With his bubbly — almost aggressive — cheerfulness, constant animation, and tendency to break into showtunes, Simmons placed himself in a tradition of extravagant white masculinity associated with gay men of a certain age. But that was an association that he — and for the most part, the mainstream media — never explicitly addressed. Throughout his career it would be noted through adjectives like “bedazzled,” “colorful,” “flamboyant,” “wacky,” “obnoxious,” “outrageous,” “zany,” and “campy.”
In a 1981 People magazine cover story, a woman described only as an “Omaha matron” explained his appeal thusly: “I used to watch Phil Donahue. I turned him off because he had so many programs about these gays and couples swapping wives. I do exercises with Richard now — and he makes me feel younger.” Simmons, in other words, was being framed by media narratives — and consumed by many — as an innocent alternative to the lurid sexual politics of Donahue.
Simmons still teased his own sexuality in ways that were subtle enough to avoid an overt political stance, but obvious enough to be funny. This willingness to play with and even incite some discomforting questions — about what he might desire, given his self-presentation — forged a path into the world of morning and daytime talk shows both as a guest and host. In an episode of his own talk show, The Richard Simmons Show, which aired from 1980 to 1984, Simmons hands his guest (the dreamy General Hospital soap star Tristan Rogers) a bouquet of roses before giving him one of his usual long and tight hugs, which appear both innocently enthusiastic and carnal. “Today’s guest is a…real heartthrob,” he announces. Sandwiched between Rogers and Rogers’ wife during the show’s cooking segment, Simmons clings to Rogers’ arm and kisses his shoulder twice. “Hold the kisses,” says Rogers, half joking, as Simmons sidles up to him.
“Tell me about the first time you kissed him,” Simmons says to the wife.
“I don’t remember,” she says, unimpressed.
“I would’ve remembered!” says Simmons excitedly.
This wink-wink attitude toward men desiring men permeated many of Simmons’ daytime television appearances, and it seemed to make sense within the supposedly feminine sphere of morning and daytime television, even throughout the ’90s. As a guest on Live With Regis and Kathie Lee in 1995, for example, he arrives on set and hands Kathie Lee a rose, adding, “This is for Frank,” meaning her husband Frank Gifford, the football player. “Thank you, precious,” Kathie Lee replies, and then she plays along by saying, “Frank will appreciate it. Hasn’t stopped talking about Richard.”
Simmons kisses Tristan Rogers and his wife on an episode of The Richard Simmons Show.
The Richard Simmons Show / Via youtube.com
People were already speculating about Simmons and his private life, but Simmons had answers for them: It was all devoted to public service. In the 1981 People profile, he “insists he has little time for a private life — and no plans to start one. He has few close friends.” Simmons goes on to tell the writer (in a way that sounds defensive, and that he would repeat in almost every interview he gave): “What’s more important, a one-to-one kid-and-family situation or helping 60 million people get their act together?” He was able to frame his difference from the norm as a kind of selflessness. It was as if he had turned into the priest he once dreamed of being, a goal he mentioned in a 1997 profile in the St. Petersburg Times and other interviews, shifting questions about the sexual and familial onto the transcendental and spiritual. While that displacement initially worked to keep the contradictions of his image intact, it would be harder to maintain over the years.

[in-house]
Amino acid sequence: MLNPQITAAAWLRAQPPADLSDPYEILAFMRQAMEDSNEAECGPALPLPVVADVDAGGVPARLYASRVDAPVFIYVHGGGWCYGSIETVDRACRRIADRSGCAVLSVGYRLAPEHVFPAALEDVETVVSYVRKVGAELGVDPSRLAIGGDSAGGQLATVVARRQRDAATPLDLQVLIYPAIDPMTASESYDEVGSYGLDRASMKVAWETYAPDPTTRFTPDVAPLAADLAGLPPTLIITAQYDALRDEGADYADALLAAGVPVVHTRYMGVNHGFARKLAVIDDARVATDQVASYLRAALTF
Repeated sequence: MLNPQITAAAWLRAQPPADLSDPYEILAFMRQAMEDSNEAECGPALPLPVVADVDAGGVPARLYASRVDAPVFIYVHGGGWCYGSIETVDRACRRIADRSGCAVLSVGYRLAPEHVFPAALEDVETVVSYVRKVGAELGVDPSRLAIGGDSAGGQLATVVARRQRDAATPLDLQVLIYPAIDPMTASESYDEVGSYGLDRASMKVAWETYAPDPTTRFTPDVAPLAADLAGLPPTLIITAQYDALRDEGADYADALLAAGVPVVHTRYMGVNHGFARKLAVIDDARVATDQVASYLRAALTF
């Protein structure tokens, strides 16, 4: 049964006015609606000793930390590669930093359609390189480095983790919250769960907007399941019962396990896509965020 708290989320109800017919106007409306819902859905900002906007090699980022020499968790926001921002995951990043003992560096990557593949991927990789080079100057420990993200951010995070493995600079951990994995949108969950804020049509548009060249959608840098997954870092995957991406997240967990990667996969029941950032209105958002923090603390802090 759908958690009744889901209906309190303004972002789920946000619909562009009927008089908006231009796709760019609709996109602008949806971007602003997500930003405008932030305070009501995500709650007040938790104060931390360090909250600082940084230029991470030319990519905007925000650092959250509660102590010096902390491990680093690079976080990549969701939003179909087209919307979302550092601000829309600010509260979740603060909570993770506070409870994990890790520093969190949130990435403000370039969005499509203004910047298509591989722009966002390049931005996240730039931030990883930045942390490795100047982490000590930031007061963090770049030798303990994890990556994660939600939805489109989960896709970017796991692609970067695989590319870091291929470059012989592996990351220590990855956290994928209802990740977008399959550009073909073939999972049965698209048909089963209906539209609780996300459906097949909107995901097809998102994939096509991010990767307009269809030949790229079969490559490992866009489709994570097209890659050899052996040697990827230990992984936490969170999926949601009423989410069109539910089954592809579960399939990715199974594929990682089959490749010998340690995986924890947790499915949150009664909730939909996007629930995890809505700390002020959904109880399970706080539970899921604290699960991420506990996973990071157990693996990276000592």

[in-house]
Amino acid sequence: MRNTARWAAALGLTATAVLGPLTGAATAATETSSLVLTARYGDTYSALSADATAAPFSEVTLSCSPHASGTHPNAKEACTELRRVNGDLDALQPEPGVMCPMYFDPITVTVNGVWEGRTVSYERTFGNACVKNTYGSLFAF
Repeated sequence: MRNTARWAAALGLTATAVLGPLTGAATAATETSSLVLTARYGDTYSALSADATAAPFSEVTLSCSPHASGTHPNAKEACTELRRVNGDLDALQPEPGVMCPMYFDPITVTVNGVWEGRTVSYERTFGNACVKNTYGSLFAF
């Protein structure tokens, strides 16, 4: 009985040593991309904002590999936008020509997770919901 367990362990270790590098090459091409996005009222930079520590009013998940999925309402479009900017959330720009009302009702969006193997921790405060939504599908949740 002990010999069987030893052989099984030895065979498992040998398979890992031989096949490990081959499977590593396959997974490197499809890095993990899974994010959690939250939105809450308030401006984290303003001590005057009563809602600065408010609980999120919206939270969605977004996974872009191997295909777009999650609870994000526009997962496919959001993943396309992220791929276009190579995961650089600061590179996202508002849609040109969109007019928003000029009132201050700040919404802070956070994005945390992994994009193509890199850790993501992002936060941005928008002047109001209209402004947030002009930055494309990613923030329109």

Simmons’ image through the early ’80s — aside from the kitschy excess — was still selling a rather conventional configuration of aspirational celebrity for ordinary people. His best-selling 1981 Never-Say-Diet Book captures this mixture: He crowdsourced questions from the public to write the book, in a bid for democratic appeal, but it was promoted as the diet followed by Dustin Hoffman, Barbra Streisand, Henry Winkler, and Diana Ross.
Some time after the cancellation of his morning show in 1984, the Simmons narrative we associate him with today emerged: a kind of mater dolorosa of America’s marginalized fat communities. He was a frequent and successful guest on the daytime talk shows, the genre of trauma and confessions, the style of feel-your-pain television that Oprah — who in some ways replaced Simmons as America’s fat abjection expert — grew to dominate. But he also used his now infamous infomercials as mini talk shows, presenting the painful personal stories of some of his clients (framed as “friends”) as they testified to their abjection — and Simmons’ amazingly personal help — on national television.
Simmons with a copy of his Never-Say-Diet Cookbook, 1992.
Ron Galella / WireImage
“I remember the first picture you sent me of yourself, cut out in the shape of a heart,” Simmons narrates, telling the story of Kathy Miles, who lost over 150 pounds. “I take a trip and there you are in the snow, to see me. Why, Kathy?” As melodramatic music plays in the background, she and a number of other women explain how they sought him out at his mall appearances because he gave them messages of hope. “I'm here!” he says excitedly to another client, whose home he visits as if she just won a sweepstakes contest. “I know, I can't believe it. I'm so excited,” she says.